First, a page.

There’s something comforting about Dale, who is 60ish, originally from Long Island, but now lives in Moira. She smells good, like the air after a downpour. Her voice is coarse like a smoker’s, and at certain points during the day she looks withdrawn. She admits to having health problems, plus this process “takes tremendous energy and tremendous focus.”
Dale’s honed her skills all her life, ﬁrst as “a closet psychic.” Her visions appear “like movies,” trumping whatever else she sees at that moment—her reason for not having a driver’s license. (After a disastrous long-ago driving lesson, Dale recalls her father saying, “Honey, I don’t think you’re going to be able to do this.”) She says she concentrated on her studies, ﬁnishing high school at 15, wrapping up a bachelor’s degree at 17, a master’s by 19 and then moving to England, where she received a doctorate in parapsychology. (Dale won’t disclose where she was educated.)
Her gift brings burdens. She claims she knew her son, one of three children, “would die and he did.” But she believes her ability can help people. “We are surrounded by total good, total love,” she explains. “If people can understand the other side, maybe they’d live their lives differently.”
In addition to her work for the Northern New York Paranormal Research Society, which she cofounded seven years ago, she “does readings” for an international clientele, including prominent ﬁgures, even an infamous dictator. “Her Rolodex is shocking,” adds Merrill, who, with Sheri, clearly reveres their leader.
“What Dale does,” continues Merrill, who is cofounder and president of the group, “is bring validity to what we do.” It’s more than ghost hunting. The group’s mission, according to its website, nnyprs.com, is to “establish belief and proof of paranormal activity, and to aid in the transition of lost souls.”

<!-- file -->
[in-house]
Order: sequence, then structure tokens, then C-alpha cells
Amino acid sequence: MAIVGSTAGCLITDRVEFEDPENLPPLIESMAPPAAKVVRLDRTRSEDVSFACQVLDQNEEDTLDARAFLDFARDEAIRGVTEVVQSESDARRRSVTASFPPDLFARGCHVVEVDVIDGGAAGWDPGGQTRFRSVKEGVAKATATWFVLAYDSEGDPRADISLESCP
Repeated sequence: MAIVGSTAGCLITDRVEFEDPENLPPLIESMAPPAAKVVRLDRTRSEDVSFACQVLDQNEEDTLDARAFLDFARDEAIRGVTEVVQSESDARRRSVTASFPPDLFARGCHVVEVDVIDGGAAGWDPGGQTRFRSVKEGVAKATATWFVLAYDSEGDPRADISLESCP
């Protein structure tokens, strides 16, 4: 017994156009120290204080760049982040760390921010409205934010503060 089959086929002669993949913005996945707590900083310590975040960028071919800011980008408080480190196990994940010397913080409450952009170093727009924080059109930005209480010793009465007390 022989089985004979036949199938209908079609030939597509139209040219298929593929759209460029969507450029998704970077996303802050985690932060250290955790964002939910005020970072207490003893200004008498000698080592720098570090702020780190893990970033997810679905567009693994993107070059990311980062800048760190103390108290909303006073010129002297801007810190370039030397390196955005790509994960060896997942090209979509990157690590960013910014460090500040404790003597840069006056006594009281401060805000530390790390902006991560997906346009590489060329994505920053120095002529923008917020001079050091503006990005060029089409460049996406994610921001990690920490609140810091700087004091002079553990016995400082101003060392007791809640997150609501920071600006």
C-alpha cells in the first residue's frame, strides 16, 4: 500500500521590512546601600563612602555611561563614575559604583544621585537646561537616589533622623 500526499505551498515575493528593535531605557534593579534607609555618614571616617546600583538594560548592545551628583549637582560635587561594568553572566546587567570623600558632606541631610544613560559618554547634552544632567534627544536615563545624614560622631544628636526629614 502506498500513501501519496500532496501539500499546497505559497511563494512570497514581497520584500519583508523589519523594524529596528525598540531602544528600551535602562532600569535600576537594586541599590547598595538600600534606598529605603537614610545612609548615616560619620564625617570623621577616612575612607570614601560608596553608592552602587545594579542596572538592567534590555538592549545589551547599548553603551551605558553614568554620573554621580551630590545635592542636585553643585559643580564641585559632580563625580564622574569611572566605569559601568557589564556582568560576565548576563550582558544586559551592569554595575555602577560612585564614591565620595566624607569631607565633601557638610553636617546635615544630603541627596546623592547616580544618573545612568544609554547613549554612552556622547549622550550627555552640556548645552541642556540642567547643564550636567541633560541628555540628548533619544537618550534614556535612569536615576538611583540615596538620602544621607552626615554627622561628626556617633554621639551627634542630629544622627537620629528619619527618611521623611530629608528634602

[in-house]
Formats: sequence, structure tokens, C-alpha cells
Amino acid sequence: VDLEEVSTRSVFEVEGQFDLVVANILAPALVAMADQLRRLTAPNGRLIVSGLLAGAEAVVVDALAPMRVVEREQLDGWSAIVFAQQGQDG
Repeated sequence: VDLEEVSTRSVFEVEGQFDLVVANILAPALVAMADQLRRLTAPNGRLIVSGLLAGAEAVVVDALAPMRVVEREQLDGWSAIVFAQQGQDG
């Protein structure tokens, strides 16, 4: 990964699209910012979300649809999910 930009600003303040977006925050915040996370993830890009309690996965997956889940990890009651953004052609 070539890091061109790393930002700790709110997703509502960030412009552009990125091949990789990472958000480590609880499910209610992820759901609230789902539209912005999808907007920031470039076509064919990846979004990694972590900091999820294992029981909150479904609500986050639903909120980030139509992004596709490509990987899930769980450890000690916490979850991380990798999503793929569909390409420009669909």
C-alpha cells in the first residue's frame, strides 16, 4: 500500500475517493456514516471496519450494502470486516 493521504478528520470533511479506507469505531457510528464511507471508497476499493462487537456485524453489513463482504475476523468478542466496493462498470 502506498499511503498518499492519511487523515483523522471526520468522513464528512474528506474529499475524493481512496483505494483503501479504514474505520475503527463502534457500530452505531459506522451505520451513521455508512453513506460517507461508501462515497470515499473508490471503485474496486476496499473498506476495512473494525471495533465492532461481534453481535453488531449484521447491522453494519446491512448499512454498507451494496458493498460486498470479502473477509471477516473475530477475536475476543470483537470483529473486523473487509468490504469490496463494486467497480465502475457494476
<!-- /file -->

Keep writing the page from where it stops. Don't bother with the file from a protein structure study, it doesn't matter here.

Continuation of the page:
“We want people to know there’s somebody to turn to, someone to say, ‘OK, you’re not crazy,’” says lead investigator Sheri. Most people “think you’re nuts, on drugs, crazy, wacko. A nonbeliever is someone who has never had an experience.”
Each case—there are currently six in progress, reports Merrill—involves paperwork for the client, including a liability waiver, conﬁdentiality agreement and a battery of questions. There’s in-depth research of property maps, the house’s history and its abstract—knowing names of past occupants helps identify those who Dale encounters. Sheri logs long hours in libraries and museums; multiple on-site missions with recording devices, electromagnetic detectors and other equipment add to the data. After an arduous process that can take up to three months, a report is presented to the homeowner at no charge, though donations are appreciated, especially with such steep gas prices, and some of the society’s 15-person team living in Albany.
Most hauntings are benign, but there are exceptions. One client is so terrorized by the activity in his Westville house that he sleeps in his car. “I’ve walked up to some homes and walked away. They [the spirits] can follow you home,” says Dale, who’s been “bitten, scratched, pushed.”
Though there are almost two centuries’ worth of spirits in this Hopkinton home, Dale ﬁnds no malice here. “It’s all good,” she tells Maureen. “You have nothing to fear.”
THE INVESTIGATORS ARE gone and the McCargars, minus Sam, who is upstairs unpacking from the weekend, unwind in the living room. Jared’s had a long day at work, Maureen’s overwhelmed from her afternoon. “I found it extremely draining,” she says. “I’m still trying to drink all this in.”
What’s transpired here—and what’s to come, since Maureen’s invited Dale and her crew back—doesn’t change how she feels about the house. Yes, they get freaked out, she says, “but we’re content here.”
Soon Sam makes his way downstairs. He chats with his parents about his time with his grandparents, then says, “Mommy, I have to tell you something. The little servant boy is back.”